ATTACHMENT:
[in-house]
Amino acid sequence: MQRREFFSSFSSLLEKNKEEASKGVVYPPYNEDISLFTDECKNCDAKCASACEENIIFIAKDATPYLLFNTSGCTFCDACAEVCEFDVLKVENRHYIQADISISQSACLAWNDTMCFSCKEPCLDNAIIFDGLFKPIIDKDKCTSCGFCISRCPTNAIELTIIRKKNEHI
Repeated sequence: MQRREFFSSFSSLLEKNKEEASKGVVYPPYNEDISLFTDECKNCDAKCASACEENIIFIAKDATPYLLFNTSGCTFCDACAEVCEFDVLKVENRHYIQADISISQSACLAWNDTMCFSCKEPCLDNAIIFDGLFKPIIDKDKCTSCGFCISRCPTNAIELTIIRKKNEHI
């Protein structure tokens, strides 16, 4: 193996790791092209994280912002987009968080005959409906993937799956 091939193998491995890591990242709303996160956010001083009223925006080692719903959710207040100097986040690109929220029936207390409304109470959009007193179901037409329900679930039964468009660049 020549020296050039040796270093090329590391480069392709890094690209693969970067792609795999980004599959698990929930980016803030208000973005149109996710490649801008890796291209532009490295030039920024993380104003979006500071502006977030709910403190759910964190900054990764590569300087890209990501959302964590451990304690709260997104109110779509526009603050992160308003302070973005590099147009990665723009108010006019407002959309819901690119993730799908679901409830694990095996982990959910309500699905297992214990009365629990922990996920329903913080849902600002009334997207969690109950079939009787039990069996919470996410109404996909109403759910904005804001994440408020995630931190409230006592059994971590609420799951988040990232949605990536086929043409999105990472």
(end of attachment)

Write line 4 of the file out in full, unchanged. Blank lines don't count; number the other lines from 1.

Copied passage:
């Protein structure tokens, strides 16, 4: 193996790791092209994280912002987009968080005959409906993937799956 091939193998491995890591990242709303996160956010001083009223925006080692719903959710207040100097986040690109929220029936207390409304109470959009007193179901037409329900679930039964468009660049 020549020296050039040796270093090329590391480069392709890094690209693969970067792609795999980004599959698990929930980016803030208000973005149109996710490649801008890796291209532009490295030039920024993380104003979006500071502006977030709910403190759910964190900054990764590569300087890209990501959302964590451990304690709260997104109110779509526009603050992160308003302070973005590099147009990665723009108010006019407002959309819901690119993730799908679901409830694990095996982990959910309500699905297992214990009365629990922990996920329903913080849902600002009334997207969690109950079939009787039990069996919470996410109404996909109403759910904005804001994440408020995630931190409230006592059994971590609420799951988040990232949605990536086929043409999105990472």